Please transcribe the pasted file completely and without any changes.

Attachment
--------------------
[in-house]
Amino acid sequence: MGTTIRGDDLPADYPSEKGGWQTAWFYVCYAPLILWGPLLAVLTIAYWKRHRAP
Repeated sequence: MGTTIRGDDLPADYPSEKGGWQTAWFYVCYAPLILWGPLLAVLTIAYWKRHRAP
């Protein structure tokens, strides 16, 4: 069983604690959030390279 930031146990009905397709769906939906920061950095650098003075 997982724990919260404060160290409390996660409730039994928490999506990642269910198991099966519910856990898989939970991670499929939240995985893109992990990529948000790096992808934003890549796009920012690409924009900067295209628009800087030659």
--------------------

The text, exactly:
[in-house]
Amino acid sequence: MGTTIRGDDLPADYPSEKGGWQTAWFYVCYAPLILWGPLLAVLTIAYWKRHRAP
Repeated sequence: MGTTIRGDDLPADYPSEKGGWQTAWFYVCYAPLILWGPLLAVLTIAYWKRHRAP
């Protein structure tokens, strides 16, 4: 069983604690959030390279 930031146990009905397709769906939906920061950095650098003075 997982724990919260404060160290409390996660409730039994928490999506990642269910198991099966519910856990898989939970991670499929939240995985893109992990990529948000790096992808934003890549796009920012690409924009900067295209628009800087030659």